Awesome tip #1: In metasploit console (msfconsole), once you have loaded up an exploit, take show payloads for a spin. This will show all payloads that are compatible with the given exploit. Awesome!

Today we got the chance to work on Metasploitable 3, a Windows VM with a number of vunerability and flags (15ish of them).

Its a great way to take this knowledge and apply it to an actual machine. I wont detail a full walkthrough, as there are already plenty, and I don’t want to ruin the learning experience.

Once we gained a root shell no the (windows) machine, discovering the flags (images from a deck of cards), you will stumble upon pretty interesting obfuscation techniques. The 15 flags are somewhere. To add more forensic depth to the challenge, flags were corrupted/encoded/buried.

One page had a hex string (yes a hex string, not to be confused with base64). You’ll need to be comfortable with converting and decoding a range of formats, for example:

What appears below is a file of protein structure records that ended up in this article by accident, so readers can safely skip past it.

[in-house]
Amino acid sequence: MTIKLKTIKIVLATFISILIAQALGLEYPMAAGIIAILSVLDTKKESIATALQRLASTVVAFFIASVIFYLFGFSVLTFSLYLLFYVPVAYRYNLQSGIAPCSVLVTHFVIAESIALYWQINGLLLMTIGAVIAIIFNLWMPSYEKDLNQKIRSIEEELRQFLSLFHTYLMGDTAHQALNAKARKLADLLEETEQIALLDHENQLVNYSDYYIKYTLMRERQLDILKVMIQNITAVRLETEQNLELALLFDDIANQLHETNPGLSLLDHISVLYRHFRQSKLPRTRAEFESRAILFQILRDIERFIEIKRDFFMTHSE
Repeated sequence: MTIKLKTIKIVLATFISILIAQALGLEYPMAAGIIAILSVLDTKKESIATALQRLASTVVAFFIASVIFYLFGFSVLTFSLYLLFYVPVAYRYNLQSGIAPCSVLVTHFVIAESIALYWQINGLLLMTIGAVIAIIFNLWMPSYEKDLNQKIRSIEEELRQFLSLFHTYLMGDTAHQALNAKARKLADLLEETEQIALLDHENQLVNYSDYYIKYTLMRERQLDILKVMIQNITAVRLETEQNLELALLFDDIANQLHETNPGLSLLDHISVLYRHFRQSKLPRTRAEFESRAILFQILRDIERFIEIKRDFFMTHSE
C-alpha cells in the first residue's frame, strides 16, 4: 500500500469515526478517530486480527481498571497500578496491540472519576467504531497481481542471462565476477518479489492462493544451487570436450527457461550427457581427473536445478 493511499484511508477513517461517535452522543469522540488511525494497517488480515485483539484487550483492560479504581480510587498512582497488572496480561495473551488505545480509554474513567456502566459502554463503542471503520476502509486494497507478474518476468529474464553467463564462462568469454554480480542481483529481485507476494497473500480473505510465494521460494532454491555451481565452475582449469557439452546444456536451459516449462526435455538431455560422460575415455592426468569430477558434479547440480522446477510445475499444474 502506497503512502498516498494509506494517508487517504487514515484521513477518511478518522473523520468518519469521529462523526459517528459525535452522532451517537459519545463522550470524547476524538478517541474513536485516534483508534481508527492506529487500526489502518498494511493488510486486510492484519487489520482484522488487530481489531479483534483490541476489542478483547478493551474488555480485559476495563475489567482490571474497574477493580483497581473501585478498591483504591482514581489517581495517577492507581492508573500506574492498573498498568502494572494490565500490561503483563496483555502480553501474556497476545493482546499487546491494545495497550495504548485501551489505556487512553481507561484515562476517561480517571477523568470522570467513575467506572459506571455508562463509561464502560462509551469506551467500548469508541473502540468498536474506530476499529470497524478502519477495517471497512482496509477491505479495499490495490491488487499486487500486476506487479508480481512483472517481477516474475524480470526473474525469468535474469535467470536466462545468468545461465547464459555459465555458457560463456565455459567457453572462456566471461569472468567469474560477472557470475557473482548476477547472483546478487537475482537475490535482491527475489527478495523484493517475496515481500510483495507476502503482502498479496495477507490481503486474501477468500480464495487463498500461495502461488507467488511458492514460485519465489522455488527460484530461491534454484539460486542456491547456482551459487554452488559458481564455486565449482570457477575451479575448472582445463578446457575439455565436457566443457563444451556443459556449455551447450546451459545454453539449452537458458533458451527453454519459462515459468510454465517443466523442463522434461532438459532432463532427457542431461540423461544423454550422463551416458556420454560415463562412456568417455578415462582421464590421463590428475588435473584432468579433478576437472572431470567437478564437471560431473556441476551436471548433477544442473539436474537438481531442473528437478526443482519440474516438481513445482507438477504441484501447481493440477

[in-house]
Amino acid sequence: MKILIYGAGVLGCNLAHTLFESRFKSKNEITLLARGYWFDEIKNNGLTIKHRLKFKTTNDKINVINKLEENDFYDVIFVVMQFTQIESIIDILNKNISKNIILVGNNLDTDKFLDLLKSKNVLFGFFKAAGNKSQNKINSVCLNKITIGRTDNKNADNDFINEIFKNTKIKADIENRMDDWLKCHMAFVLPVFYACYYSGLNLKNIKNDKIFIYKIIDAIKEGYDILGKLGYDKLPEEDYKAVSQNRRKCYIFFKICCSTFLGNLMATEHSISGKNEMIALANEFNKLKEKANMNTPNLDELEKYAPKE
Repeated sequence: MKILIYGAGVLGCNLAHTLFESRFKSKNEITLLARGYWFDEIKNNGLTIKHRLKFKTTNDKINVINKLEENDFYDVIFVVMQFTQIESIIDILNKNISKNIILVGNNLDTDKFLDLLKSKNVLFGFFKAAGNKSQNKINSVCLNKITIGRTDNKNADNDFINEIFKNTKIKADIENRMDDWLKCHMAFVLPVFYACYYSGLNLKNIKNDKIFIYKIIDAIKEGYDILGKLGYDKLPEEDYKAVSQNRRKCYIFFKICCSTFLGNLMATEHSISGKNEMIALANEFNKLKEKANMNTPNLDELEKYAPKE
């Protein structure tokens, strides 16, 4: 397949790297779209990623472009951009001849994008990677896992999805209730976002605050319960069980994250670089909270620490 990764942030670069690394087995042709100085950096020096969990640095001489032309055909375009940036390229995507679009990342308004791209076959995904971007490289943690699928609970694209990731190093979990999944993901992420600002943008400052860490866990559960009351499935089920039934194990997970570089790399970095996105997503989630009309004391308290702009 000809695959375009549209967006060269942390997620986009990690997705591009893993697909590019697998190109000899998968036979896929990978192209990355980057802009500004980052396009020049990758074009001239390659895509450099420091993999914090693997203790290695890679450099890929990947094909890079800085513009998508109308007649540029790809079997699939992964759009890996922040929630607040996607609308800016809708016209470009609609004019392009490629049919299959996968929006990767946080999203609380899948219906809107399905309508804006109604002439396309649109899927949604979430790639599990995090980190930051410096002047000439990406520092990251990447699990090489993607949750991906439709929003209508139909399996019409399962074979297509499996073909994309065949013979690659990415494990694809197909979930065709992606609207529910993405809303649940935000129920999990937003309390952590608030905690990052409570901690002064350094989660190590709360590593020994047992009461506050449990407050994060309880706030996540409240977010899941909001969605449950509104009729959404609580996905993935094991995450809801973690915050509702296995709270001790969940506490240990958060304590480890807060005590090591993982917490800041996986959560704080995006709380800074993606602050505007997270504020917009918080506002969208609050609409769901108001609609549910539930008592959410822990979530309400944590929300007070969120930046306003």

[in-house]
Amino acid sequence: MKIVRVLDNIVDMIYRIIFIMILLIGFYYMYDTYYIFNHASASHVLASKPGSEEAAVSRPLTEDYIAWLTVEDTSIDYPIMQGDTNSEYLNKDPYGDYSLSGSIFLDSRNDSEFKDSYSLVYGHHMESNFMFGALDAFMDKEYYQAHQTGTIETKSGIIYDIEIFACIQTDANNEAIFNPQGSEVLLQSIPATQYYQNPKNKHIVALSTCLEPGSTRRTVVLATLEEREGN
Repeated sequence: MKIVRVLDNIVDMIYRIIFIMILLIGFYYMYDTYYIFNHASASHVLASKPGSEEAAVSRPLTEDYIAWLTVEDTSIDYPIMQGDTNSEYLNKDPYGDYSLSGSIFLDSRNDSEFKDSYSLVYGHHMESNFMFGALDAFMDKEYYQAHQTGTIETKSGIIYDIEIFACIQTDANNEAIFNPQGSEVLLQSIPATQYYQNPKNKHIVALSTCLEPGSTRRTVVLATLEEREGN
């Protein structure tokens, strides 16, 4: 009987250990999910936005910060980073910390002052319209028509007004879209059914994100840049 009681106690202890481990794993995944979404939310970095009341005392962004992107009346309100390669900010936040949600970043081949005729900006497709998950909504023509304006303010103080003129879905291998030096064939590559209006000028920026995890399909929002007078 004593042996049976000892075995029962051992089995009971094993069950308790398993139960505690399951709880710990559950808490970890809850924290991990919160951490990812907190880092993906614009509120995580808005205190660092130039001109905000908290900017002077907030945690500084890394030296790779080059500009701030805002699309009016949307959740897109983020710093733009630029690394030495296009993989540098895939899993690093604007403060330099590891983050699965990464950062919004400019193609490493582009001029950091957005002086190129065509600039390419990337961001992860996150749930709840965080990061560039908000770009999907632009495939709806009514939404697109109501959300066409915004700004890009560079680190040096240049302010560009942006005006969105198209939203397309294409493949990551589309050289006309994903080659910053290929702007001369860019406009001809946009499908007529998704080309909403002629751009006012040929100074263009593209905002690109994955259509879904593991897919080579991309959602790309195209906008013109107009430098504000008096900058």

base64conv -i hex -o raw -r viewstate-data.txt -w joker.png

Alternate data streams on NTFS are one method of making files less visible. To show them:

dir /R

Simple base64 decoding:

base64 -d encoded-flag.txt > flag.png

Extracting hidden images out of pdf and docx files:

pdfimages TODO
unzip -d flag.docx

Grepping on Windows, with findstr for example:

findstr /S /M /P /C:"hearts" *.log 2>null
  • /S recurse
  • /M print only the filename
  • /P skip binary (non-printable) files
  • /C search string
  • 2>nul pipe file access errors to a blackhole


  • Get the Red and Blue Team books, which contain very useful common commands for dealing with Windows and NIX based operating systems.
  • Checkout Pico CTF. A simpler CTF, that builds up with gradient nicely.
  • Checkout CTF time.
  • Check out XOR encoding
  • Read up on rainbow tables.